ERIC Number: EJ934063
Record Type: Journal
Publication Date: 2011-Jun
Reference Count: 36
Prenatal and Early Life Risk Factors of Schizophrenia
Lattari, Fallon; Dragowski, Eliza A.
Communique, v39 n8 p1, 22, 24 Jun 2011
Childhood-onset schizophrenia is an exceedingly rare mental illness whose complex, multifaceted behavioral presentation can disrupt child development and raise diagnostic and treatment difficulties for attending clinicians. The disorder, affecting one in 30,000 children, shares the same diagnostic criteria and symptoms as its adult counterpart, including delusions, hallucinations, and disorganized behavior. However, with symptoms appearing prior to the age of 13, there are important differences between early-onset and late-onset schizophrenia, where "the former may be characterized by poor premorbid adjustment, a predominance of insidious versus acute onset, and poor prognosis." Children with early onset schizophrenia are often misdiagnosed and treated for myriad other disorders, leaving the underlying illness unidentified and contributing to the deterioration of health. This reality impels researchers to understand what causes schizophrenia. Family history is only a part of the equation when it comes to childhood schizophrenia. Environmental stressors have been shown to increase the risk of developing schizophrenia, even in individuals with a confirmed genetic predisposition. Childhood-onset schizophrenia may be especially influenced by "a combination of factors which in some cases leads to clinically recognizable symptoms at an unusually young age". Questions about prenatal and early developmental experiences contributing to pathological alterations in brain structure are evolving among the clinical and research community. Although treatment and management of childhood-onset schizophrenia does not fall within the required scope of competencies of most school psychologists, they must be able to recognize the symptoms, make appropriate referrals, and coordinate educational services for the affected children. In order to properly differentiate the disorder's earliest warning signs from the more frequent childhood problems, school psychologists must be especially observant of children who exhibit a constellation of symptoms approximating a common childhood disorder, in addition to atypical behaviors that do not seem to fit with it. This includes paying attention to the context(s) in which symptoms emerge, assessing the developmental appropriateness of presenting behaviors, and considering family, prenatal, and environmental factors during the initial evaluation process. Appropriate identification of the disorder will result in not only an appropriate psychiatric referral but also in effective treatment and educational services. In this article, the authors critically review the recent literature examining the contribution of environmental and prenatal factors to the development of schizophrenia. These factors include (a) maternal stress response; (b) maternal infection; and (c) prenatal nutrition.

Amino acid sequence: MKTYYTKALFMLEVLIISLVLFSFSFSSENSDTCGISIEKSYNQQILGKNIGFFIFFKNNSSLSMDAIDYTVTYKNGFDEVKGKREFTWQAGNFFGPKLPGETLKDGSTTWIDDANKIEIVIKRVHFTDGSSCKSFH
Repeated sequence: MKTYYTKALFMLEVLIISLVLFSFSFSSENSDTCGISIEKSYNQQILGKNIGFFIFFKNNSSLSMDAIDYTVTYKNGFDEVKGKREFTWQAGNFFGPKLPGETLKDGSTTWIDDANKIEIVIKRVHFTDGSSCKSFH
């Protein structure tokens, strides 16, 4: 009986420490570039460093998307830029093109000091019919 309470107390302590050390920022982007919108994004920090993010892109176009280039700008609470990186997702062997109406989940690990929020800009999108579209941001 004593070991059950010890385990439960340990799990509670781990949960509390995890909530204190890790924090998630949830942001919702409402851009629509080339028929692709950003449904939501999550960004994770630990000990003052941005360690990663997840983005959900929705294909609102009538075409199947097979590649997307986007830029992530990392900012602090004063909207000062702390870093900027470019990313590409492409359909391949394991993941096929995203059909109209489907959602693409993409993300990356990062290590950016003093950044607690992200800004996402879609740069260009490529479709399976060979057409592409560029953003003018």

Descriptors: Schizophrenia, Symptoms (Individual Disorders), Child Development, At Risk Persons, Prenatal Influences, Perinatal Influences, Neonates, Infants, Child Health, Children, Clinical Diagnosis, Etiology, Environmental Influences, Genetics, School Psychologists, Child Behavior, Family Influence, Disability Identification, Mothers, Stress Variables, Diseases, Nutrition
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Publication Type: Information Analyses; Journal Articles; Reports - Evaluative
Education Level: N/A
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